It may be surprising to some that the kernel, while allowing BPF programs to declare their license, is entirely happy to load programs that have a proprietary license. This behavior, though, is consistent with how the kernel handles loadable modules: any module can be loaded, but modules without a GPL-compatible license will not have access to many kernel symbols (any that are exported with EXPORT_SYMBOL_GPL()). BPF programs interact with the kernel through special "helper functions", each of which must be explicitly exported; these, too, can have a "GPL only" marking on them. In current kernels, about 25% of the defined helpers are restricted to GPL-licensed code.

  • Scheduling for the Android display pipeline

    The default CPU-frequency governor used by Android is schedutil, which relies on the CPU utilization of the runnable tasks to select the frequency of the CPU they execute on: the higher the utilization, the higher the frequency of the CPU when they are runnable. This governor fits so well with the needs of mobile Android devices that, in Android, it also takes care of the SCHED_RT tasks, which are normally run at the maximum frequency in mainline Linux kernels.

    Schedutil chooses the lowest frequency sufficient not to overload the system, based on the measurement of the system utilization. This solution works well when tasks are independent and are able to run in parallel. But, whenever there is a dependency — tasks that are blocked on the completion of others — the single-task utilization accounting mechanism is no longer sufficient to define the requirements of the whole task set.

    For example, in the scenario shown below, schedutil sees that RenderThread only requires 50% of a CPU's capacity, so it sets the CPU frequency to 50% of the maximum. But RenderThread cannot run until the UI thread has done its work — the two tasks cannot run in parallel — so it misses its deadline.

  • Control-flow integrity for the kernel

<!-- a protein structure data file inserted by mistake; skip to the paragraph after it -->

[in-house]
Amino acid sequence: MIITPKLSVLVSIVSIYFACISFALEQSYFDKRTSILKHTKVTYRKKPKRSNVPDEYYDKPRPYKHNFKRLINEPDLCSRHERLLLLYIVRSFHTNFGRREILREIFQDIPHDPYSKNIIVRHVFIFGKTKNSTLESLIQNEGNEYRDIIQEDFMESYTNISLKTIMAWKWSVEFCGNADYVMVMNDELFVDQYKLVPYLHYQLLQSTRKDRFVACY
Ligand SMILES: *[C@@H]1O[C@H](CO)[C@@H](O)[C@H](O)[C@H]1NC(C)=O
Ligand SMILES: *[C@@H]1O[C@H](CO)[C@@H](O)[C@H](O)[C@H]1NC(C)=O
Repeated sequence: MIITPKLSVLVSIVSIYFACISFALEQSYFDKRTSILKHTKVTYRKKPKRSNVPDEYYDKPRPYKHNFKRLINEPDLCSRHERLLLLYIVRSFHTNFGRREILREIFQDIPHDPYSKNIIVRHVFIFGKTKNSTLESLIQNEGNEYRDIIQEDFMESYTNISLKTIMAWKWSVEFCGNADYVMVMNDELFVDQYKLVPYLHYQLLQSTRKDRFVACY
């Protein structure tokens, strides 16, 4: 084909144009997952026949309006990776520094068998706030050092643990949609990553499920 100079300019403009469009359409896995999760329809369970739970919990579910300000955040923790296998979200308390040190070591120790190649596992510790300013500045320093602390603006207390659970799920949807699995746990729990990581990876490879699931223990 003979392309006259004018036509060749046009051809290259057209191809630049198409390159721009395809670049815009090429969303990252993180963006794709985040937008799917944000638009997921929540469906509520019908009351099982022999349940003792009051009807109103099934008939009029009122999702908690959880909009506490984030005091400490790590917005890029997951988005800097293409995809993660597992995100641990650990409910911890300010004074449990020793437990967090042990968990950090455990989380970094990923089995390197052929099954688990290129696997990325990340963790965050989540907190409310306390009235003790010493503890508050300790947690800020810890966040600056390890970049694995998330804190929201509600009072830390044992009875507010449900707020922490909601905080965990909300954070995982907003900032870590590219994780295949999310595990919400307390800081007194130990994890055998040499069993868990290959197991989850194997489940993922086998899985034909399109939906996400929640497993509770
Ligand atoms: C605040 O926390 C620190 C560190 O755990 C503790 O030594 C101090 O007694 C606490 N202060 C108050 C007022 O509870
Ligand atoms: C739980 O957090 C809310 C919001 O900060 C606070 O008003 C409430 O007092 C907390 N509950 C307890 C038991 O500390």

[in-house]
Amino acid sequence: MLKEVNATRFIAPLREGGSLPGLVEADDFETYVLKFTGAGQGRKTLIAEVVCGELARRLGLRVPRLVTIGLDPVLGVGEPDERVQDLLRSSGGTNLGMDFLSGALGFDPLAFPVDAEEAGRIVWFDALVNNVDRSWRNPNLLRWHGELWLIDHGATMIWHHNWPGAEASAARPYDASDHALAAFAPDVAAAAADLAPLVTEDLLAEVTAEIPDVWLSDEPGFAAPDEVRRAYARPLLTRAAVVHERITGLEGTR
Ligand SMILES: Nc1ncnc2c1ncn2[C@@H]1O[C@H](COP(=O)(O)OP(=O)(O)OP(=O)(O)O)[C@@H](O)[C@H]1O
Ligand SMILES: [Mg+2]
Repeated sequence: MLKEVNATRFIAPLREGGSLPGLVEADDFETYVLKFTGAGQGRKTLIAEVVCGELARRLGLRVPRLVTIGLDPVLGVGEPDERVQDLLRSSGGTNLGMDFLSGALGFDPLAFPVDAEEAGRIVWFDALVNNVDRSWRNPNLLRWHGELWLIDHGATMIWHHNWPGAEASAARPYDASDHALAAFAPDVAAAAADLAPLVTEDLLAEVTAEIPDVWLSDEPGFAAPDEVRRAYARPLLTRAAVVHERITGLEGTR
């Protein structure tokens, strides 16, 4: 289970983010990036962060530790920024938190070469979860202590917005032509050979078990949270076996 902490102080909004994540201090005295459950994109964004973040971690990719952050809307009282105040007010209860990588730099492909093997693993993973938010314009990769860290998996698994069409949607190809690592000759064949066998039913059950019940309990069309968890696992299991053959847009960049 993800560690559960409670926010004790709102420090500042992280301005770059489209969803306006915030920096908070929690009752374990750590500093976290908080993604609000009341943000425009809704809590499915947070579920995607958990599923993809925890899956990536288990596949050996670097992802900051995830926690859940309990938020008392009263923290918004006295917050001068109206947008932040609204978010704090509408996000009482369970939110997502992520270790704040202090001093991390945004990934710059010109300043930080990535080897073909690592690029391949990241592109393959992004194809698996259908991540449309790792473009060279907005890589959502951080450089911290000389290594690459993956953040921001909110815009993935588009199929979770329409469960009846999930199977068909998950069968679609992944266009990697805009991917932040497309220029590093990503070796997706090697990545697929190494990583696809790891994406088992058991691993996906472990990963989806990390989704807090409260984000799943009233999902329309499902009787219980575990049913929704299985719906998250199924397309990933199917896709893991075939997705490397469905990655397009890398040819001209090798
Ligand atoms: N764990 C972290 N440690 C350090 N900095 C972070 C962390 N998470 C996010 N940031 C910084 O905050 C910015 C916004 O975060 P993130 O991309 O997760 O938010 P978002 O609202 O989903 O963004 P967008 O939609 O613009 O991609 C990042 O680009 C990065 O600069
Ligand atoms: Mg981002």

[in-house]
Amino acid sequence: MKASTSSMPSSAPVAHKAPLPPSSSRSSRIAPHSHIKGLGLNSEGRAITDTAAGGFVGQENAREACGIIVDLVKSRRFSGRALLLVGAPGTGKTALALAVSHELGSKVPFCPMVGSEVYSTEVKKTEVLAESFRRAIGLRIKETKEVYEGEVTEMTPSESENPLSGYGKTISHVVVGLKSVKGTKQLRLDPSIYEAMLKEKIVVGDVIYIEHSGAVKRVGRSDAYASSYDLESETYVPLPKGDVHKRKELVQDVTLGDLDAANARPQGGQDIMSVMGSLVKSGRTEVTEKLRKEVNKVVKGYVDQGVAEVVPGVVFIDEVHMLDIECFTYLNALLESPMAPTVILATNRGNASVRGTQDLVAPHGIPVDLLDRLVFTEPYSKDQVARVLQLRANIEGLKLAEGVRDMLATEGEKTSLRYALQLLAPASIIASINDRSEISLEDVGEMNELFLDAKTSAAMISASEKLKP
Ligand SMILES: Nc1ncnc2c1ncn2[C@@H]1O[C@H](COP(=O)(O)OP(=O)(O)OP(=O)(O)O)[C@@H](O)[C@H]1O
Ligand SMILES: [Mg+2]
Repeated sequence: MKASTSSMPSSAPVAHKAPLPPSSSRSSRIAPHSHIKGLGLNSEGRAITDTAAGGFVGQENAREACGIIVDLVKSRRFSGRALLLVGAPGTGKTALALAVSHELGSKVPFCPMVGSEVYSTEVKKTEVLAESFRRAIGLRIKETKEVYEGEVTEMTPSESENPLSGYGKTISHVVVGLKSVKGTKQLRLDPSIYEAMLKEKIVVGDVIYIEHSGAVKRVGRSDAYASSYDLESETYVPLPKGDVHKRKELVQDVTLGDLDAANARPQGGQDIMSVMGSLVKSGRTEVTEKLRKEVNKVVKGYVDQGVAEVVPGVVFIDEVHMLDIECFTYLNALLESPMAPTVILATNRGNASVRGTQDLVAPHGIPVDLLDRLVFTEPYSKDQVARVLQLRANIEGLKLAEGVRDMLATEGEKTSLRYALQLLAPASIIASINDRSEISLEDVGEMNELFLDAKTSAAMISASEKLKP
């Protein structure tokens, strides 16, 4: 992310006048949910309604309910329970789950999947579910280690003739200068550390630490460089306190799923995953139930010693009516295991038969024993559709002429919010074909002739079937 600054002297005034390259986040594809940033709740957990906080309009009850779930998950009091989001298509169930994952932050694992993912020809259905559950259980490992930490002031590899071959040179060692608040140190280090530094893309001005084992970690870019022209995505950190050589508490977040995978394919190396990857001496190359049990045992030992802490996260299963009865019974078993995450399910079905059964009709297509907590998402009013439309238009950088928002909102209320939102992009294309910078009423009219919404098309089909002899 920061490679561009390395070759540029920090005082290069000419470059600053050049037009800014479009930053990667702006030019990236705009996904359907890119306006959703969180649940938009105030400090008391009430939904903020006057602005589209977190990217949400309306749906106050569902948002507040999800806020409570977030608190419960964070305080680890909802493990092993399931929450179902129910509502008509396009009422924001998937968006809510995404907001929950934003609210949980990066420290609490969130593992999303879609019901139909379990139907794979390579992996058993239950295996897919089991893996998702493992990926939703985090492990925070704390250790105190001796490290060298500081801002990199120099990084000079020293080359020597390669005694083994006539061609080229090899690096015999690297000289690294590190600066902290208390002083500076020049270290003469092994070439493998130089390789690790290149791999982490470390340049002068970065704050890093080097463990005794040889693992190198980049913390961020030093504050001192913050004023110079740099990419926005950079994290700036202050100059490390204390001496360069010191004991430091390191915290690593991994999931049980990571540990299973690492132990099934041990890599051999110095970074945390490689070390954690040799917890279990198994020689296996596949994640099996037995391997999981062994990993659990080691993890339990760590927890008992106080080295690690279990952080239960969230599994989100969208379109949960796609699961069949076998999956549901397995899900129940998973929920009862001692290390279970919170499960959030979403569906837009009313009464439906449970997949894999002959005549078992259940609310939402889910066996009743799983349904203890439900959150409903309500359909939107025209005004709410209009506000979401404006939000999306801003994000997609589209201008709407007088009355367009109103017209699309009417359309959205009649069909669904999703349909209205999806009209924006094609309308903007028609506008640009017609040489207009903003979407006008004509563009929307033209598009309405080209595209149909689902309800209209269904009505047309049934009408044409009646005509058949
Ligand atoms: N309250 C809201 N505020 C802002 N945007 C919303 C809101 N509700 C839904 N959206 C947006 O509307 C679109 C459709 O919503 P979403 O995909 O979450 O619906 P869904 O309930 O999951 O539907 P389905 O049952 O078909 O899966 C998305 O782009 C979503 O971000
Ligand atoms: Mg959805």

Control-flow integrity (CFI) is a technique used to reduce the ability to redirect the execution of a program's code in attacker-specified ways. The Clang compiler has some features that can assist in maintaining control-flow integrity, which have been applied to the Android kernel. Kees Cook gave a talk about CFI for the Linux kernel at the recently concluded linux.conf.au in Gold Coast, Australia.

    Cook said that he thinks about CFI as a way to reduce the attack, or exploit, surface of the kernel. Most compromises of the kernel involve an attacker gaining execution control, typically using some kind of write flaw to change system memory. These write flaws come in many flavors, generally with some restrictions (e.g. can only write a single zero or only a set of fixed byte values), but in the worst case, they can be a "write anything anywhere at any time" flaw. The latter, thankfully, is relatively rare.

  • Remembering the LAN

    We can have the LAN-like experience of the 90's back again, and we can add the best parts of the 21st century internet. A safe small space of people we trust, where we can program away from the prying eyes of the multi-billion-person internet. Where the outright villainous will be kept at bay by good identity services and good crypto.

    The broader concept of virtualizing networks has existed forever: the Virtual Private Network. New protocols make VPNs better than before, Wireguard is pioneering easy and efficient tunneling between peers. Marry the VPN to identity, and make it work anywhere, and you can have a virtual 90s-style LAN made up of all your 21st century devices. Let the internet be the dumb pipe, let your endpoints determine who they will talk to based on the person at the other end.

Systemd-Homed Merged As A Fundamental Change To Linux Home Directories

Filed under
Linux

Systemd-homed has been merged as the latest (optional) fundamental change to Linux distributions in how home directories are handled.

Systemd-homed makes it easier to support migratable home directories, more self containment within home directories, better password and encryption handling, and other modern Linux home directory features.

Some of the design objectives for systemd-homed are outlined in the documentation with support for LUKS encrypted volumes, mounting home directories from a CIFS server, FSCRYPT encryption, Btrfs sub-volume handling, and making use of JSON-formatted user records.

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Dino is a Decent XMPP Client for Linux Desktops

And it’s this service that Dino, a new desktop XMPP client for Linux desktops, makes use of.